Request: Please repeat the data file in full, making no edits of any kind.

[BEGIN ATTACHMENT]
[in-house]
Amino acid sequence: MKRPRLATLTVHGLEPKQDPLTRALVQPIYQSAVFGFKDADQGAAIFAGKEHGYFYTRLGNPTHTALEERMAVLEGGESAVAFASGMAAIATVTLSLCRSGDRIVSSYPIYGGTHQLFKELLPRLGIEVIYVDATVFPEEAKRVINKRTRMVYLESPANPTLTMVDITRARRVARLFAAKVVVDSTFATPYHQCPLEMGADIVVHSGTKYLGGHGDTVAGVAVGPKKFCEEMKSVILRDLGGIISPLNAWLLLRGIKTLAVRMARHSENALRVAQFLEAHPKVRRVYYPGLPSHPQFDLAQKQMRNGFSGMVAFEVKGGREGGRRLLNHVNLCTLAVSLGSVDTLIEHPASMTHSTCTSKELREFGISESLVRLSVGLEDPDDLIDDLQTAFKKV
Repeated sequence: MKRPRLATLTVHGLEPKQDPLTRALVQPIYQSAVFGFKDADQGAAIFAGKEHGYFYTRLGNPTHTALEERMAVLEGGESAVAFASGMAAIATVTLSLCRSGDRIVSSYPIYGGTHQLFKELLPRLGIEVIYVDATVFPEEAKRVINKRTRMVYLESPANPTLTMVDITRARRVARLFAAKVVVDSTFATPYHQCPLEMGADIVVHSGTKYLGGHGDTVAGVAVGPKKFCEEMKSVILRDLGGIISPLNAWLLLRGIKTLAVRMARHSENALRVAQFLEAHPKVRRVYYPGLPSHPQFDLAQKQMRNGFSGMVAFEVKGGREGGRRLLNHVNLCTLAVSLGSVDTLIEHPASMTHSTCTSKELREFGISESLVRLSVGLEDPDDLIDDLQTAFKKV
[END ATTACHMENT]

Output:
[in-house]
Amino acid sequence: MKRPRLATLTVHGLEPKQDPLTRALVQPIYQSAVFGFKDADQGAAIFAGKEHGYFYTRLGNPTHTALEERMAVLEGGESAVAFASGMAAIATVTLSLCRSGDRIVSSYPIYGGTHQLFKELLPRLGIEVIYVDATVFPEEAKRVINKRTRMVYLESPANPTLTMVDITRARRVARLFAAKVVVDSTFATPYHQCPLEMGADIVVHSGTKYLGGHGDTVAGVAVGPKKFCEEMKSVILRDLGGIISPLNAWLLLRGIKTLAVRMARHSENALRVAQFLEAHPKVRRVYYPGLPSHPQFDLAQKQMRNGFSGMVAFEVKGGREGGRRLLNHVNLCTLAVSLGSVDTLIEHPASMTHSTCTSKELREFGISESLVRLSVGLEDPDDLIDDLQTAFKKV
Repeated sequence: MKRPRLATLTVHGLEPKQDPLTRALVQPIYQSAVFGFKDADQGAAIFAGKEHGYFYTRLGNPTHTALEERMAVLEGGESAVAFASGMAAIATVTLSLCRSGDRIVSSYPIYGGTHQLFKELLPRLGIEVIYVDATVFPEEAKRVINKRTRMVYLESPANPTLTMVDITRARRVARLFAAKVVVDSTFATPYHQCPLEMGADIVVHSGTKYLGGHGDTVAGVAVGPKKFCEEMKSVILRDLGGIISPLNAWLLLRGIKTLAVRMARHSENALRVAQFLEAHPKVRRVYYPGLPSHPQFDLAQKQMRNGFSGMVAFEVKGGREGGRRLLNHVNLCTLAVSLGSVDTLIEHPASMTHSTCTSKELREFGISESLVRLSVGLEDPDDLIDDLQTAFKKV